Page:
For 50 years, the School Breakfast Program has provided children of all economic backgrounds a well-balanced meal consistent with the latest nutrition science to set them up for a healthy day of growing and learning. And once again, USDA is celebrating School Breakfast Week (March 7-11) to raise awareness about the many ways the program benefits school kids nationwide. The blog below highlights a (Fiscal Year 2013) Team Nutrition Training Grantee’s launch of their Chef Designed School Breakfast initiative, reminding us all that good nutrition is critical to a child’s overall success!
By Jennifer Butler, MEd and Brenda Thompson-Wattles, RDN Idaho Department of Education
As the old adage goes, breakfast is the most important meal of the day! This couldn’t be more true for our Idaho students. Our school staff noticed firsthand what researchers have been reporting about the benefits of eating breakfast. When kids eat breakfast, they are better able to pay attention, behave in class, and learn what is being taught. It’s important on test days, as well as on all the days leading up to the tests!
Our Idaho Team Nutrition has been devoted to making school breakfast an important part of every student’s day. With the help of a Fiscal Year 2013 Team Nutrition Training Grant, we launched an initiative called Chef Designed School Breakfast (CDSB) to train school foodservice staff on ways to use a “chef’s approach” to expand and improve their existing School Breakfast Program (SBP).
Between October 2014 and August 2015, 159 Idaho school nutrition professionals participated in hands-on training workshops where they learned techniques to expand their School Breakfast Program. Among other management concepts, attendees learned how to think like a chef and promote their school breakfast menus using the following techniques:
- Be a culinarian: when serving food, wear a chef coat to emphasize that something special was made in the kitchen.
- Garnish: embellish your meals with edible garnishes that add flavor and appeal.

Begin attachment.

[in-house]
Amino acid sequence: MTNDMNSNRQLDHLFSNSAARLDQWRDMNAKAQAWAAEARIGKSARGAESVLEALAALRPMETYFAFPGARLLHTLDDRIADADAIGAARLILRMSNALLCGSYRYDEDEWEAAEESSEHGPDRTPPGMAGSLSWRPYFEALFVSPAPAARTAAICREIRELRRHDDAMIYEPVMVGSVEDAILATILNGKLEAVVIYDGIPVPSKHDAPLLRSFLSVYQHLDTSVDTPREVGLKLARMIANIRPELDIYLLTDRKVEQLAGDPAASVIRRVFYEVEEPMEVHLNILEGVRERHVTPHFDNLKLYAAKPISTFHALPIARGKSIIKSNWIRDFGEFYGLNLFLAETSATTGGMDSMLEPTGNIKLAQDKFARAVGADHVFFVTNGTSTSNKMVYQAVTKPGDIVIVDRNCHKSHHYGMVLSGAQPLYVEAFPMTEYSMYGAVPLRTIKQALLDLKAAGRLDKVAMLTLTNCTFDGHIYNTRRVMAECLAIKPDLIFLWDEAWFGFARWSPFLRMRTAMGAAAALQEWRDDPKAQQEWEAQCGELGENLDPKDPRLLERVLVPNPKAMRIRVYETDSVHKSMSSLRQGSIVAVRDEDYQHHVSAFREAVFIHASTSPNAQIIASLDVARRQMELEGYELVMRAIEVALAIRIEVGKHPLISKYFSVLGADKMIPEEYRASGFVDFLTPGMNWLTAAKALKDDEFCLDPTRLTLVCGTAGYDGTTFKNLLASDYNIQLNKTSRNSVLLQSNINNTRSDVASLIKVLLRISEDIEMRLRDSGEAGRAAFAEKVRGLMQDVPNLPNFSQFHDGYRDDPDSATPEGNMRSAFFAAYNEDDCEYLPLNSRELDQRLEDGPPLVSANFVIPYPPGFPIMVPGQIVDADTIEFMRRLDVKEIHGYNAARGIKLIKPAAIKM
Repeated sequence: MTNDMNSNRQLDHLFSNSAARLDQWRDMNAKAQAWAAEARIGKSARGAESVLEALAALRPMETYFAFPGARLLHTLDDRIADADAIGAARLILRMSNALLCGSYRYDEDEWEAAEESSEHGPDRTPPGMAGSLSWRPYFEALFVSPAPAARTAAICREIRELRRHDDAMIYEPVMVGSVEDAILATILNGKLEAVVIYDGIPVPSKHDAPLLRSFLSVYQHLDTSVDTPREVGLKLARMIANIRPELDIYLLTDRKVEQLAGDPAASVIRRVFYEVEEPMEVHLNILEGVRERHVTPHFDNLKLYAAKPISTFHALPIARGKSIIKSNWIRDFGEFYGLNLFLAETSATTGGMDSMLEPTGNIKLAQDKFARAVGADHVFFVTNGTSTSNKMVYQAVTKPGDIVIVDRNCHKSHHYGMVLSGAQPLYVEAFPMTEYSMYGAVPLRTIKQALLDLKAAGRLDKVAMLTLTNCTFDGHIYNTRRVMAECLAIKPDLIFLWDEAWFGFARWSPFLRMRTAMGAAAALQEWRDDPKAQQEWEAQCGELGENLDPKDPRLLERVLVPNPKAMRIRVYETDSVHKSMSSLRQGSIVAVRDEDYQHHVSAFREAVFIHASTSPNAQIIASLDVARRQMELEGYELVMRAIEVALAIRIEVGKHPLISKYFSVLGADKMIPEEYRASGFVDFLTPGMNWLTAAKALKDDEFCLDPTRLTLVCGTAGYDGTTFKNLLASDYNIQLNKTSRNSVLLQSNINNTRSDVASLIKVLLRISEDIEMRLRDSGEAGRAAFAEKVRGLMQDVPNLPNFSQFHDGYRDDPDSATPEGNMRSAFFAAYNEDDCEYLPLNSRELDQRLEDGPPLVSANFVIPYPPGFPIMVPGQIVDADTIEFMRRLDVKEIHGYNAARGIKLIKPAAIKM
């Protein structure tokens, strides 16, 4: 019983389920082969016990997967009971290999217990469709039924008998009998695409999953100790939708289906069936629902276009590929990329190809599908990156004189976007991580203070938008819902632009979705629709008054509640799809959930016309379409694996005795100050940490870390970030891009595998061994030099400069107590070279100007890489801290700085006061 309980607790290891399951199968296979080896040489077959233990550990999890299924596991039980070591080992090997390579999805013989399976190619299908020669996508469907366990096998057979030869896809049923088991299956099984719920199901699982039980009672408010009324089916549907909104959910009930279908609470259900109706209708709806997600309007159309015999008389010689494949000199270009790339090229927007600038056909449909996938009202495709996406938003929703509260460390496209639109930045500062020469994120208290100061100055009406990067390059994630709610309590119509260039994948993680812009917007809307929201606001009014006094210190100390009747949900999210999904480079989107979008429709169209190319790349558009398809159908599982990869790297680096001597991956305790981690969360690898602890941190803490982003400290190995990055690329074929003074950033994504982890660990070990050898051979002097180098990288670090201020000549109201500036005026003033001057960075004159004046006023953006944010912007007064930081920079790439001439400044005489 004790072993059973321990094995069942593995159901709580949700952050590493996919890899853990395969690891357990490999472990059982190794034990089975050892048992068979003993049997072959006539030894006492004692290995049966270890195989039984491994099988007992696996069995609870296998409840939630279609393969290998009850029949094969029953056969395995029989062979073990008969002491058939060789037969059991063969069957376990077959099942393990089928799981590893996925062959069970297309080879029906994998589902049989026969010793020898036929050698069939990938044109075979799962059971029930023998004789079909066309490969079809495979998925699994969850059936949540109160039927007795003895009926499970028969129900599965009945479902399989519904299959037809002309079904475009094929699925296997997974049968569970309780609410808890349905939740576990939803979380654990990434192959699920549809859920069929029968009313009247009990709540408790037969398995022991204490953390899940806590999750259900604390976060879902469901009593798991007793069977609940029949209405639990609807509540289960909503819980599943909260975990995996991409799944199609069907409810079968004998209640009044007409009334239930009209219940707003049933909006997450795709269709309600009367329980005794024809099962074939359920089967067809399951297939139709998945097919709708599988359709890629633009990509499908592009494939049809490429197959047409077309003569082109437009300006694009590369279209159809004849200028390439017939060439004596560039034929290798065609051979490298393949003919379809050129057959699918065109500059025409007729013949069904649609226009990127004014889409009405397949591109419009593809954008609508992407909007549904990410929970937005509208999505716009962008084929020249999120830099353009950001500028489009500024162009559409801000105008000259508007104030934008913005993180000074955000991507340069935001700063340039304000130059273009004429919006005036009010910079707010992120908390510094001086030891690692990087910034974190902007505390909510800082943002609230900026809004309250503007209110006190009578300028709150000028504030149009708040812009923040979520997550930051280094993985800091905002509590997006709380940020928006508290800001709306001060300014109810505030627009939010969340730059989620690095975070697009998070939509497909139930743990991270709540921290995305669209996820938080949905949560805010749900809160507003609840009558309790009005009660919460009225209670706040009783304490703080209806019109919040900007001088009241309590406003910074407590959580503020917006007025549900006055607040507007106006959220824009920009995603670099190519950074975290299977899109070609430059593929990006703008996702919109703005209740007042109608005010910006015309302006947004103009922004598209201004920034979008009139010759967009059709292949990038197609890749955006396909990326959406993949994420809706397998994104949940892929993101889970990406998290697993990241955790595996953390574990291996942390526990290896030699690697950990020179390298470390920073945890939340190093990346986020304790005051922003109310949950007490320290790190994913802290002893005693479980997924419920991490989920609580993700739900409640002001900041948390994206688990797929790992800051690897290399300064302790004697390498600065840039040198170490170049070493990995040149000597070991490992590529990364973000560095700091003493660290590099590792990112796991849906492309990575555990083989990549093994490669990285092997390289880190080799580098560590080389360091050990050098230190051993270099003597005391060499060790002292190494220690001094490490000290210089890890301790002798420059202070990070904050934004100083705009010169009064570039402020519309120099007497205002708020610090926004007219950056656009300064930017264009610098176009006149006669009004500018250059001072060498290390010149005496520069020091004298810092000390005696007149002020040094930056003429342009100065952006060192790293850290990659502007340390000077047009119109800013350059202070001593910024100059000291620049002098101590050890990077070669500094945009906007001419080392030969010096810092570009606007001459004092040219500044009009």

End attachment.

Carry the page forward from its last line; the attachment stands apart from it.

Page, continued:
- Use creative names: give each dish a fun, unique name that appeals to students and generates excitement.
- Get support from school staff: talk to the teachers, administrators, and staff at your school about how they can hype up the SBP with their students.
- Engage students and get their buy-in: get the school student body or other popular student programs on board with promoting the SBP.
These workshops taught attendees a “chef’s approach” to enhancing school breakfast while preparing recipes from the CDSB Book. These scrumptious recipes were developed by a culinary chef and registered dietitian and were tested by the Marsing School District foodservice staff and students. More than 780 students from grades K-12 participated in taste-tests of new breakfast items like the famous Rocky Mountain Breakfast Burrito and the Corny Huevos Rancheros. Results from the taste-tests were overwhelmingly positive, and the final recipes were incorporated into the CDSB initiative.
If you are interested in learning more about CDSB or are looking for new, delicious recipes for your SBP, check out our CDSB Book. And for more information about Idaho Team Nutrition, please visit our Web site.
March is National Nutrition Month. Throughout the month, USDA will be highlighting results of our efforts to improve access to safe, healthy food for all Americans and supporting the health of our next generation.